"Mr. Dance," said the squire, "you are a very noble fellow. And as for riding down that black, atrocious miscreant, I regard it as an act of virtue, sir, like stamping on a cockroach. This lad Hawkins is a trump, I perceive. Hawkins, will you ring that bell? Mr. Dance must have some ale."
"And so, Jim," said the doctor, "you have the thing that they were after, have you?"
"Here it is, sir," said I, and gave him the oilskin packet.
The doctor looked it all over, as if his fingers were itching to open it; but, instead of doing that, he put it quietly in the pocket of his coat.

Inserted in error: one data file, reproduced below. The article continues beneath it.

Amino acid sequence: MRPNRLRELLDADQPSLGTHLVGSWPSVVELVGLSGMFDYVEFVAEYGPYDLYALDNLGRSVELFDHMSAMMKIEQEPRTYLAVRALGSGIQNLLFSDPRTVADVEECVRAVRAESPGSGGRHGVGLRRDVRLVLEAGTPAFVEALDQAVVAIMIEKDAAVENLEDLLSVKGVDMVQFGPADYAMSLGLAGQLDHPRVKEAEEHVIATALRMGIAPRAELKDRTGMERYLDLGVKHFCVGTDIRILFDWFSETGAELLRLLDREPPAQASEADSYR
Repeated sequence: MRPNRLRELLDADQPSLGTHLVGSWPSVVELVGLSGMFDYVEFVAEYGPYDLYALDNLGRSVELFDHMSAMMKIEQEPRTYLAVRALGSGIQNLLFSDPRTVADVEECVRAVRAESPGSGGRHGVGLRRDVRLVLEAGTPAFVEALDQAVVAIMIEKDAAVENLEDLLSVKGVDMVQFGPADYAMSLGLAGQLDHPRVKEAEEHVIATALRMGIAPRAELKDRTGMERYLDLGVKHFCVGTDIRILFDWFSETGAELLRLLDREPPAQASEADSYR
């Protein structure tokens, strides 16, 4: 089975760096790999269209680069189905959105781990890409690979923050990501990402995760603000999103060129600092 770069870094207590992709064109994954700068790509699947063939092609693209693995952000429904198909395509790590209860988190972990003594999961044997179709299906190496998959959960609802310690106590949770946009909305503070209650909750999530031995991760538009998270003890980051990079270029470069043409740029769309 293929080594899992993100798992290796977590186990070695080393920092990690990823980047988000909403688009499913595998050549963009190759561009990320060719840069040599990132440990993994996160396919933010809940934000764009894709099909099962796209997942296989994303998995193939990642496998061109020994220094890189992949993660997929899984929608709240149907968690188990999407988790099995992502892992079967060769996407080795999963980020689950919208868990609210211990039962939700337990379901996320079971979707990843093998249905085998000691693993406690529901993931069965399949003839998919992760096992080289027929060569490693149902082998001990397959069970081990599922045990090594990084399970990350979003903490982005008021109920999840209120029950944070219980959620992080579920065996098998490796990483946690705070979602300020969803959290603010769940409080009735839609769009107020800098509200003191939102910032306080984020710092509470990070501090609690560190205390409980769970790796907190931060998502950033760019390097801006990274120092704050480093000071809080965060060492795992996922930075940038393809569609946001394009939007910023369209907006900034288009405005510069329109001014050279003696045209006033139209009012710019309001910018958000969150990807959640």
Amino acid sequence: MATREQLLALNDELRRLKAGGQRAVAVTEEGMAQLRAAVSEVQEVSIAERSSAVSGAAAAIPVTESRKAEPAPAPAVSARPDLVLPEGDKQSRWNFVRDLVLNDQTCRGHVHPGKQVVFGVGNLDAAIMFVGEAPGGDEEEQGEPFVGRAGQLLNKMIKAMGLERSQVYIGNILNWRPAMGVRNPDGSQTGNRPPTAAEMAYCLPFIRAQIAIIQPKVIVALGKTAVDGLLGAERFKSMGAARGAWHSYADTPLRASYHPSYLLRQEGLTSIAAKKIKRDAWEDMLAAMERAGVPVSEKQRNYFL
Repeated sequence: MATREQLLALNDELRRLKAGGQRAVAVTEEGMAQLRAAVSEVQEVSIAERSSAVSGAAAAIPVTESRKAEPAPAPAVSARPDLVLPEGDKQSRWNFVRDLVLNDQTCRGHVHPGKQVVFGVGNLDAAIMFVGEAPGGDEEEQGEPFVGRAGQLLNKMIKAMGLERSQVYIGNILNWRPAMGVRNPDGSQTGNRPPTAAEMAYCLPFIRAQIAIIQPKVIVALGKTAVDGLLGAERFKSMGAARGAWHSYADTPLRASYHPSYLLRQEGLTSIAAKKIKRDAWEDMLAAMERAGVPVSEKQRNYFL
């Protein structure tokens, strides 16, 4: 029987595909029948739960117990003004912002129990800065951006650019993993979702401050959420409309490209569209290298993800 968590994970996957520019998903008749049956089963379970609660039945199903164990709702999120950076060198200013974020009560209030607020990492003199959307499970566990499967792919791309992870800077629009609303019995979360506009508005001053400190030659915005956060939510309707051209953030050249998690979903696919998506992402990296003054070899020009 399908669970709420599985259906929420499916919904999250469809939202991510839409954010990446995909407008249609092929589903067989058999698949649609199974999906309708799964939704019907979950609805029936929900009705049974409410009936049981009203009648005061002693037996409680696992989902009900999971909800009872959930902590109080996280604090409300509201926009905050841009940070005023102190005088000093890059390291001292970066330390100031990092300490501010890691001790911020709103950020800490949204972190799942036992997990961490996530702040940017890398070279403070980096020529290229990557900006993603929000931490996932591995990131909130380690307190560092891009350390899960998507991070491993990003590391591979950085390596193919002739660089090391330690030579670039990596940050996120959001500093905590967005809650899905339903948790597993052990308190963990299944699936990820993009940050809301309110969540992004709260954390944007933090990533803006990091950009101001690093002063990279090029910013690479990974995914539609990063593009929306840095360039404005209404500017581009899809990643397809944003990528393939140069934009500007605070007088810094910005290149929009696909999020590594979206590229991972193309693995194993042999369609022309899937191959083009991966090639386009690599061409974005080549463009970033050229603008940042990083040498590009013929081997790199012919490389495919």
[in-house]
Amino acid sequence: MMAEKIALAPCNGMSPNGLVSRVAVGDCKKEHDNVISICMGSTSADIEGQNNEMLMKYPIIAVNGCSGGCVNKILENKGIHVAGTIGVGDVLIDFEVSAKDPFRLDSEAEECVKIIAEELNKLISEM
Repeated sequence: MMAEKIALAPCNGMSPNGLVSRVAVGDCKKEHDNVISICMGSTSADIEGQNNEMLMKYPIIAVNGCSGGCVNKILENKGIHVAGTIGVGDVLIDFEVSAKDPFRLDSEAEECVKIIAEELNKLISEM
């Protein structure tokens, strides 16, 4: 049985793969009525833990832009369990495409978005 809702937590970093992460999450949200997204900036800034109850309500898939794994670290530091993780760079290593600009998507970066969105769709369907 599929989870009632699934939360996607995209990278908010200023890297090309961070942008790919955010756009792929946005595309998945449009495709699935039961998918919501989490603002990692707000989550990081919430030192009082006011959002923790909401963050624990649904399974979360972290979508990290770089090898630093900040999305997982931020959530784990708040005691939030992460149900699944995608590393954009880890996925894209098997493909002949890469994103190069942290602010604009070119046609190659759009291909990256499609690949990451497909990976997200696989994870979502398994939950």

"Squire," said he, "when Dance has had his ale he must, of course, be off on his Majesty's service; but I mean to keep Jim Hawkins here to sleep at my house, and with your permission, I propose we should have up the cold pie and let him sup."
"As you will, Livesey," said the squire; "Hawkins has earned better than cold pie."
So a big pigeon pie was brought in and put on a side-table, and I made a hearty supper, for I was as hungry as a hawk, while Mr. Dance was further complimented and at last dismissed.
"And now, squire," said the doctor.
"And now, Livesey," said the squire in the same breath.
"One at a time, one at a time," laughed Dr. Livesey. "You have heard of this Flint, I suppose?"